To the Editors:

We call attention to the civil liberties aspect of the very important case known as United States v. Marshall, et al, Docket No. 51942, which is scheduled for trial in federal court beginning in November. Eight persons were indicted after the demonstrations at the Federal Courthouse in Seattle which protested the Chicago Conspiracy Trial, including the tactics of Judge Hoffman. The indictment of the Seattle defendants invokes two laws: the anti-riot law and conspiracy.

The anti-riot law was the price that was paid to secure passage of the federal fair housing act of 1968 to which it was attached. Its broader threat to the right of dissent has been recognized by such responsible public officials as former Attorney General Ramsey Clark….

Both the anti-riot and conspiracy laws are disturbingly vague but when played off against one another they represent an especially severe threat to civil liberties. The decision in the Chicago case, which acquitted the defendants on the charge of conspiracy, prevents a constitutional test of the conspiracy law on appeal. The Seattle case may turn out to be the crucial test.

The indictment charges eighteen “overt acts in furtherance of said conspiracy.” Four of the items on this list simply state, without further specification, that on or about a particular date a named set of defendants “met in Seattle, Washington.” Other items say only that one or more of the defendants “spoke to an assemblage of persons in Seattle, Washington,” and “played a tape recorder in Seattle, Washington.” The only two acts not dealing with speech or assembly—the breaking of windows and doors at the Courthouse and Federal Building—are not attributed to any of the defendants (nor is anyone named).

The issue is not the wisdom of the demonstration or the political goals and tactics of the defendants. It is rather that they are entitled to a fair trial under a law which is constitutional. It is on this civil liberties basis that we appeal for financial support. What some people fail to realize is that the greatest violations of civil liberties occur against unpopular causes, but that the effect of the erosions into civil liberty is upon us all.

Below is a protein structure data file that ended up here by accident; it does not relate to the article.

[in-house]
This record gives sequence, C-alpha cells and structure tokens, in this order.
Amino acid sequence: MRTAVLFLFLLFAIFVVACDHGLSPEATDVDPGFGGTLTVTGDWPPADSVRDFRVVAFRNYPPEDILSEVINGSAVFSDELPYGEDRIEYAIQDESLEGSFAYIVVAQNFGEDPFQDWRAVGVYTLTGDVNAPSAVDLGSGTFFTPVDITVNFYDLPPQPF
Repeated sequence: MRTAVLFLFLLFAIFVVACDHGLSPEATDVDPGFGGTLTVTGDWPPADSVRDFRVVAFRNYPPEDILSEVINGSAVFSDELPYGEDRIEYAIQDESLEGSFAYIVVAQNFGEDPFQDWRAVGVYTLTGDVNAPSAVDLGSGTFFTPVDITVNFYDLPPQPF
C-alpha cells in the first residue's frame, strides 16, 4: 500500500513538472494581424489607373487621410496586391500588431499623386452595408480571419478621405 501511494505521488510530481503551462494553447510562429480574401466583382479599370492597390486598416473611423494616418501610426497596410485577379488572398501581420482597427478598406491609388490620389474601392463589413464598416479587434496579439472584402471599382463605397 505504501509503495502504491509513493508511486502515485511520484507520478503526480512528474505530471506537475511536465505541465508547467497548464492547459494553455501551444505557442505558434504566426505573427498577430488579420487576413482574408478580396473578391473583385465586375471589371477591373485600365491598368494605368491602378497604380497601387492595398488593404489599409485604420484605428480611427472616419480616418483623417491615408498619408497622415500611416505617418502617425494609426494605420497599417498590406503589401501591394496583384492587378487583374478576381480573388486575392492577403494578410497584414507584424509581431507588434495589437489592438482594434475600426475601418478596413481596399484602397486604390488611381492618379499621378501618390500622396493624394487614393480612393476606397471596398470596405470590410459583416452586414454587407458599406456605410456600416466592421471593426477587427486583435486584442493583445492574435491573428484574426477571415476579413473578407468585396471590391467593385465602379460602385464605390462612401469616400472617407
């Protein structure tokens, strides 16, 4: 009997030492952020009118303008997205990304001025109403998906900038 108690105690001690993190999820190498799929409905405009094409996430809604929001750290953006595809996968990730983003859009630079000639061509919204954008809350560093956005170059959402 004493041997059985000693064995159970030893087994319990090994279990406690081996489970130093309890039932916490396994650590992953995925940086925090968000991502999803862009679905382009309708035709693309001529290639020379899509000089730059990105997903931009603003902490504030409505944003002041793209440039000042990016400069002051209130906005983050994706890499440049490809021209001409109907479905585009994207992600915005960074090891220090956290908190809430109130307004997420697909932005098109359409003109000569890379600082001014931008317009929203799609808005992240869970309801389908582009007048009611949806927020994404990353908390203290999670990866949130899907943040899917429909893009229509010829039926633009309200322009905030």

The attorneys for the defendants, Messers. Maxey, Steinborn, Holley, and Tigar, have all served as attorneys associated with the American Civil Liberties Union. Michael Tigar, Professor of Law at the University of California at Los Angeles, is so convinced of the importance of the constitutional issues at stake that he is taking leave from his academic duties to represent directly the American Civil Liberties Union of Washington State in the case. In a letter to our committee, Lee A. Holley has stated: “May I assure you that the consensus of all attorneys and defendants in this case is that our sole role is to seek out a fair jury trial. We hope to expose the truth of the matter of political persecution. We hope to present adequately constitutional issues and thus secure an acquittal.” …This likewise states the objective of our committee, composed of representatives from many departments of the University of Washington. We will be responsible for ensuring that contributions will be used to provide a fair trial and a legal test of the constitutionality of the laws involved.

The need for funds is drastic. The Seattle Eight face months of costly litigation in addition to the prospect of severe prison terms and heavy fines. They have very little money of their own. Checks and money orders should be made payable to the Seattle Eight Defense Committee and sent to the treasurer, Harry McAndrew, at the Department of Mathematics, University of Washington, Seattle 98105.

Melvin Rader

University of Washington

Department of Philosophy

for The Seattle Eight Defense Committee

This Issue

October 8, 1970